GRIFFIN: We have no record of you ever living in Beverly Hills.


GRIFFIN: We can't find your broker's license anywhere.


GRIFFIN: And I have no idea what homes you built in Atlanta, Georgia. You build homes in Georgia?

HARRIS: I'm not prepared to answer those questions today.

GRIFFIN: Last week in San Diego, Federal Judge Gonzalo Curiel urged both sides in the first class action law suit to settle the matter, given the fact Trump is about to become president. Instead, Trump's attorneys filed a motion to delay the actual trial until Trump becomes president. Political Attorney Stephen Kaufman says, the real strategy maybe to delay this suit even beyond that.

STEPHEN KAUFMAN, ATTORNEY: Who knows what's going to happen once he takes office after January 20th that might further prevent him from participating in the trial and allowing his attorneys to conduct the trial at that point in time. So I would imagine a delay at this point would lead to further delays once he becomes president.

GRIFFIN: But the lawsuits against his school are just the beginning. There are dozens of lawsuits pending against Trump and some filed by Trump. Like the two restaurants that decided they wouldn't open in Trump's new old closed office hotel in Washington after Trump made discouraging comments about Mexicans. Trump's suing them, they're suing Trump. Then there's the Republican consultant suing because she claims tweets calling her "A real dummy", ruined her reputation.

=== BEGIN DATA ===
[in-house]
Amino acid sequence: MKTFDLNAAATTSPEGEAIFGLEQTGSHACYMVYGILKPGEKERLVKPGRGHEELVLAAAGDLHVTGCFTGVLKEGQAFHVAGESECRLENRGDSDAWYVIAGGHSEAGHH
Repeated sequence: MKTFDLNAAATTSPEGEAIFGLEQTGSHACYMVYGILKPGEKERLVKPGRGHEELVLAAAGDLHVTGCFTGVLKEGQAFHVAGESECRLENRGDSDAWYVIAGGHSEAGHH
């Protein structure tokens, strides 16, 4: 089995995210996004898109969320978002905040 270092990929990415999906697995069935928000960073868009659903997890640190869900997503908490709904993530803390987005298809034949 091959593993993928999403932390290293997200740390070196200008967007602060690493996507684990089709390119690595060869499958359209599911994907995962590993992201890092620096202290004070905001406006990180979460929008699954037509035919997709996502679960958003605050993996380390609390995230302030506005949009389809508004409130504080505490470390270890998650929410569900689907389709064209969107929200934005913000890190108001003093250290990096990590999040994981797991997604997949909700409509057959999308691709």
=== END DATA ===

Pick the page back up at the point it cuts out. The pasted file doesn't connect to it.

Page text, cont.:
Some Trump protesters are suing Trump claiming his security team at Trump tower assaulted them last year. His company space suits involving sexual harassment allegations, golf membership battles, and even a fight over tips at a hotel. All of these going out at the same time.

The president-elect is trying to form a cabinet, set a political agenda and oh, yeah, turn over his entire business empire to his kids. Earlier this year, Trump's personal attorney Alan Garten told us he had already began that task and it wasn't going to be easy.